William Safire: Abolish the Penny

Topics: Question, Rhetorical question, The Reader Pages: 4 (1308 words) Published: March 2, 2013
William Safire: Abolish the Penny
William Safire writes a fine argumentative piece on why America no longer has any need for a bothersome coin of copper that “costs more in employee-hours,” than it is actually worth. Safire uses compelling evidence and real life scenarios to convince his audience that we need to rid our lives of this, “outdated, almost worthless, bothersome and wasteful penny.” If the reader is able to read between the lines and use some analytical processes, they will come to find there is a hidden metaphor in Safire’s argument. He is not just furiously venting on an insignificant cent. William Safire’s positional essay is extremely influential at instilling passion in Americans and helping to open their eyes to his main claim. He accomplishes this through his strategically dialectic yet coarse humor, structure and rather odd way of getting his reader to join his crusade against this revolting “specious specie” of money.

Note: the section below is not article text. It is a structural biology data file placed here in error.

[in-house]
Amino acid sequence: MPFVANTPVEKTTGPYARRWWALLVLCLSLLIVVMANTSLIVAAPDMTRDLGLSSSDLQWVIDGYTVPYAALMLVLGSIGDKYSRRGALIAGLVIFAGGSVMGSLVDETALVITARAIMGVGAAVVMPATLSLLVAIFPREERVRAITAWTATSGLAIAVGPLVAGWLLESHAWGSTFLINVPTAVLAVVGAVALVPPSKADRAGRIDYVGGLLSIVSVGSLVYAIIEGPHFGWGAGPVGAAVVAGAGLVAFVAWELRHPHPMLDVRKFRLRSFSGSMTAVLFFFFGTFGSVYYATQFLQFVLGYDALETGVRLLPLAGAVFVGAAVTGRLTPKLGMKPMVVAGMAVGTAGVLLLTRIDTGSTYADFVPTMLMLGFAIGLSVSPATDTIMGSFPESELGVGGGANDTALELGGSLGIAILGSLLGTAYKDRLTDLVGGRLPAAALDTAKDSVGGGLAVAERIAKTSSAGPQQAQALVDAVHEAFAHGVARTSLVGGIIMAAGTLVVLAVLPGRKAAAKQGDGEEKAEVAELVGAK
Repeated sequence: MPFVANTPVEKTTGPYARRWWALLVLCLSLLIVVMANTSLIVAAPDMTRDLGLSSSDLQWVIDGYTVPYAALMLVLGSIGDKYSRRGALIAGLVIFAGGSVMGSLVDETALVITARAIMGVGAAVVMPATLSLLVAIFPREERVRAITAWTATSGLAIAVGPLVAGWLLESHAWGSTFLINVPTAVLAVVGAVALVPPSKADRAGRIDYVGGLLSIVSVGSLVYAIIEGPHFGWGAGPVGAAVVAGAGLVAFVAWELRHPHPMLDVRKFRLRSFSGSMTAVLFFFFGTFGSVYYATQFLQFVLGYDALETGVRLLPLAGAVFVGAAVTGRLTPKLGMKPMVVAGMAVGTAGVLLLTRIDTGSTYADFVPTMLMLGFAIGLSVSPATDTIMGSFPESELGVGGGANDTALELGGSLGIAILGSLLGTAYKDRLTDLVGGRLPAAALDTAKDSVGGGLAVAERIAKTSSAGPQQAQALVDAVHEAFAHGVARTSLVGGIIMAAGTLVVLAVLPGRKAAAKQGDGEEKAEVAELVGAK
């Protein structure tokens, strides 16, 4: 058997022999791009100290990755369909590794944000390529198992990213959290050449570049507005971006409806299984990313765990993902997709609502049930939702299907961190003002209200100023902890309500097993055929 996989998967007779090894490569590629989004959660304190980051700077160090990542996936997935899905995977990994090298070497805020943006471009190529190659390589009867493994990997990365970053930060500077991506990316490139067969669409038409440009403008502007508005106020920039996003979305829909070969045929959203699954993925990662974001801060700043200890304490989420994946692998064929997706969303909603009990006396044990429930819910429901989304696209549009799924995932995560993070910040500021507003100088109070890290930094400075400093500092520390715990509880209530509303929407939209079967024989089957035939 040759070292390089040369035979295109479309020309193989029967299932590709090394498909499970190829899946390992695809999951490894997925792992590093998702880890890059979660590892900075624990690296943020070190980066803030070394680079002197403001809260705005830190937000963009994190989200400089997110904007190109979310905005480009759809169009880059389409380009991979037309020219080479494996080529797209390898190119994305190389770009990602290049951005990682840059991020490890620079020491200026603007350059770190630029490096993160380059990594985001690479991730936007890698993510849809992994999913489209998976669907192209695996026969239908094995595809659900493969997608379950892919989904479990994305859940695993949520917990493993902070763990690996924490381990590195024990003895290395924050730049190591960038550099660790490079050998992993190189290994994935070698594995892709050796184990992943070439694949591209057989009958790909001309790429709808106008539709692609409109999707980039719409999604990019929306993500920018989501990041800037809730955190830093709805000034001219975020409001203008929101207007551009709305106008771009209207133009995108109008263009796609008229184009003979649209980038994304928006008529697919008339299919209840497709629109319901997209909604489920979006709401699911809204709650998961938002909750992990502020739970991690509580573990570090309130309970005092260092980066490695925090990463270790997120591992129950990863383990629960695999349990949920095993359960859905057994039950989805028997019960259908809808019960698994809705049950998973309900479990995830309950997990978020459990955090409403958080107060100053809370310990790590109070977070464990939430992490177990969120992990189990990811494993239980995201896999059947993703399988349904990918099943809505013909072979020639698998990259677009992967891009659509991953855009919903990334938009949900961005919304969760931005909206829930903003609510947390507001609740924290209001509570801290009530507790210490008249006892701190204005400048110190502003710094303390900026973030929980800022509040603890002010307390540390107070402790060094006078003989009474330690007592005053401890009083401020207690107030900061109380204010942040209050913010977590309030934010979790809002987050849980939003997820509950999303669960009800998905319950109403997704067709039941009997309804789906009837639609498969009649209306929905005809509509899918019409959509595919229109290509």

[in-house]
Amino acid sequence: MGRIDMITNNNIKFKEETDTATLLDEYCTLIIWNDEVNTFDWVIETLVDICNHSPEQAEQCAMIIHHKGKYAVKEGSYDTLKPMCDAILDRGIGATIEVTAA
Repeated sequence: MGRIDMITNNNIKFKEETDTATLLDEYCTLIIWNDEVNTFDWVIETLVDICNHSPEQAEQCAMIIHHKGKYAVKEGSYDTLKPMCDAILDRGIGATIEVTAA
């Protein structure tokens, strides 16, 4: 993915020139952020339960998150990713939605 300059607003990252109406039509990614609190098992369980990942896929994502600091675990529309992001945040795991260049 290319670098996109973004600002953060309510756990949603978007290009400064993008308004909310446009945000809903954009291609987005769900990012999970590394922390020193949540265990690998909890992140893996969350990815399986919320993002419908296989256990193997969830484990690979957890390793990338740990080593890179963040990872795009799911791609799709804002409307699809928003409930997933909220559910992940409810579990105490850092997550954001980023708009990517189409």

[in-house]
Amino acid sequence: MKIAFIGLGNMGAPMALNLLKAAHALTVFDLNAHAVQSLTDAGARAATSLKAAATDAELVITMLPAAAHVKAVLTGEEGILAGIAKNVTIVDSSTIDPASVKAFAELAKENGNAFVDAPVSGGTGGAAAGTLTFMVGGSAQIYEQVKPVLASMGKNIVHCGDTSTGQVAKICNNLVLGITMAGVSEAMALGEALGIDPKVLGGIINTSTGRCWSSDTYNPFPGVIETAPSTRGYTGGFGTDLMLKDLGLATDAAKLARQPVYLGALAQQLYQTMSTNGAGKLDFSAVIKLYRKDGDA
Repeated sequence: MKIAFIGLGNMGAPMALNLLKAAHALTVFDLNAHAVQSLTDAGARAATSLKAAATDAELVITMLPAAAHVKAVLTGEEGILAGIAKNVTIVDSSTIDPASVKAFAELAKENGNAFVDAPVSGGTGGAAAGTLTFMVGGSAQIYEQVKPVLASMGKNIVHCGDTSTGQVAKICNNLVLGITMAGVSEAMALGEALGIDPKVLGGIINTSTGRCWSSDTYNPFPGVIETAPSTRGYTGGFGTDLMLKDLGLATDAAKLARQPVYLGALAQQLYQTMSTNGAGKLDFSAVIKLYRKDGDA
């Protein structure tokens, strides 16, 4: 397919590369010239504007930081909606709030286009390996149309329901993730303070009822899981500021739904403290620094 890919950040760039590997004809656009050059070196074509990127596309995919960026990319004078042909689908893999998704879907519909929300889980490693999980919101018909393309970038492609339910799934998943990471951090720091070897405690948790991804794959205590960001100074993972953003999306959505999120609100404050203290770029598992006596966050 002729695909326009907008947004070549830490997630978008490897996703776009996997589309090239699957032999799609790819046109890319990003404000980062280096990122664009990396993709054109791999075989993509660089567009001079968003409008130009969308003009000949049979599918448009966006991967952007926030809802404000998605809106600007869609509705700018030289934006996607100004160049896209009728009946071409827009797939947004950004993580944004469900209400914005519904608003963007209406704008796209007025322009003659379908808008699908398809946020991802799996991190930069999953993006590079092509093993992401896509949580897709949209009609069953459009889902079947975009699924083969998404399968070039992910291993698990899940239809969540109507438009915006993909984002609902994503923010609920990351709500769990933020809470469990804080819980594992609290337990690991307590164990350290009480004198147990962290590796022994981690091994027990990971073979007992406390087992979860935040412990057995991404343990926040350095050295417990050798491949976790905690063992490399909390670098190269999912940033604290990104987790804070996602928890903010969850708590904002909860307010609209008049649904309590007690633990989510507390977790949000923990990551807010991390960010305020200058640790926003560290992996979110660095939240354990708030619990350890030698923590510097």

Safire is a refined and established writer with credentials that make him worthy to write for one of the most famous newspapers in our country, which has a broad audience that reaches millions of readers. Not just any writer is given the privilege of writing for the New York Times which has one of the highest reading comprehension levels of any newspaper. Safire has even won the Pulitzer Prize; and has such aptitude that he has written speeches for President Nixon. Safire clearly states, “It’s time to re-establish my contrarian credentials,” and “Infuriate the vast majority.” These quotes let the audience know what he is accepted for as author will not be what he is writing about. The audience knows that William Safire has credentials and this creates credibility with the audience. We can only be left with the question of why and how he wants to deviate.

As I go through and count, one by one, the nine rhetorical questions, I realize that Safire never gives the reader a chance to think for themselves. He asks, “What is...
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